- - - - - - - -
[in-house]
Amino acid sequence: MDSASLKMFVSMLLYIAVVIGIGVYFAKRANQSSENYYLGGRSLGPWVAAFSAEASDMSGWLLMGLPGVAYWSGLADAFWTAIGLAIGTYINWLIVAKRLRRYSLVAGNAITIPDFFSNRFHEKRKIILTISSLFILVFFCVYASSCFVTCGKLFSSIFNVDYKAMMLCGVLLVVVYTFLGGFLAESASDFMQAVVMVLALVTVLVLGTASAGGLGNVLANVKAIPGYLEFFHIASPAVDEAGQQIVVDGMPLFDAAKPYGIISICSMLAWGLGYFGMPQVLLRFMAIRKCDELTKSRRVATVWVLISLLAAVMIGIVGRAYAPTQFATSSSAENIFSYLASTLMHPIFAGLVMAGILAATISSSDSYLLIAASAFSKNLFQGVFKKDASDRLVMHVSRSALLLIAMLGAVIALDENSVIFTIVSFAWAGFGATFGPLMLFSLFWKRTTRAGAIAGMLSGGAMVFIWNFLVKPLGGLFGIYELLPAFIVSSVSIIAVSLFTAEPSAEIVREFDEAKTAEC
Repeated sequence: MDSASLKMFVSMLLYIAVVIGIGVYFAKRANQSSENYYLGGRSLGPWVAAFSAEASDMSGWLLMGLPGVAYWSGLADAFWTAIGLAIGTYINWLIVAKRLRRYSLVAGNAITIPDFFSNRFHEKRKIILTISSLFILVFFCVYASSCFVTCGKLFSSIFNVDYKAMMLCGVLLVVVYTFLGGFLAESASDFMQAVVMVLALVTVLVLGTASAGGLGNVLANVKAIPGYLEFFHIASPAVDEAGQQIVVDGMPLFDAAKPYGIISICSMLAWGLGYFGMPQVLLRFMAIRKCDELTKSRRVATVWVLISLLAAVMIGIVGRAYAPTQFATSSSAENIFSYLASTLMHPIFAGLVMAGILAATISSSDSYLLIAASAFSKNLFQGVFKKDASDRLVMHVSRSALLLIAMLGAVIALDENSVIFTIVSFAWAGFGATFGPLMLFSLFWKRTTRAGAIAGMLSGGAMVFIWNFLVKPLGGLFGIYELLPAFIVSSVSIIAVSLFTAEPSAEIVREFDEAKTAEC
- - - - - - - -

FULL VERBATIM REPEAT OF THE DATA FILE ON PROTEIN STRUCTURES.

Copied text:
[in-house]
Amino acid sequence: MDSASLKMFVSMLLYIAVVIGIGVYFAKRANQSSENYYLGGRSLGPWVAAFSAEASDMSGWLLMGLPGVAYWSGLADAFWTAIGLAIGTYINWLIVAKRLRRYSLVAGNAITIPDFFSNRFHEKRKIILTISSLFILVFFCVYASSCFVTCGKLFSSIFNVDYKAMMLCGVLLVVVYTFLGGFLAESASDFMQAVVMVLALVTVLVLGTASAGGLGNVLANVKAIPGYLEFFHIASPAVDEAGQQIVVDGMPLFDAAKPYGIISICSMLAWGLGYFGMPQVLLRFMAIRKCDELTKSRRVATVWVLISLLAAVMIGIVGRAYAPTQFATSSSAENIFSYLASTLMHPIFAGLVMAGILAATISSSDSYLLIAASAFSKNLFQGVFKKDASDRLVMHVSRSALLLIAMLGAVIALDENSVIFTIVSFAWAGFGATFGPLMLFSLFWKRTTRAGAIAGMLSGGAMVFIWNFLVKPLGGLFGIYELLPAFIVSSVSIIAVSLFTAEPSAEIVREFDEAKTAEC
Repeated sequence: MDSASLKMFVSMLLYIAVVIGIGVYFAKRANQSSENYYLGGRSLGPWVAAFSAEASDMSGWLLMGLPGVAYWSGLADAFWTAIGLAIGTYINWLIVAKRLRRYSLVAGNAITIPDFFSNRFHEKRKIILTISSLFILVFFCVYASSCFVTCGKLFSSIFNVDYKAMMLCGVLLVVVYTFLGGFLAESASDFMQAVVMVLALVTVLVLGTASAGGLGNVLANVKAIPGYLEFFHIASPAVDEAGQQIVVDGMPLFDAAKPYGIISICSMLAWGLGYFGMPQVLLRFMAIRKCDELTKSRRVATVWVLISLLAAVMIGIVGRAYAPTQFATSSSAENIFSYLASTLMHPIFAGLVMAGILAATISSSDSYLLIAASAFSKNLFQGVFKKDASDRLVMHVSRSALLLIAMLGAVIALDENSVIFTIVSFAWAGFGATFGPLMLFSLFWKRTTRAGAIAGMLSGGAMVFIWNFLVKPLGGLFGIYELLPAFIVSSVSIIAVSLFTAEPSAEIVREFDEAKTAEC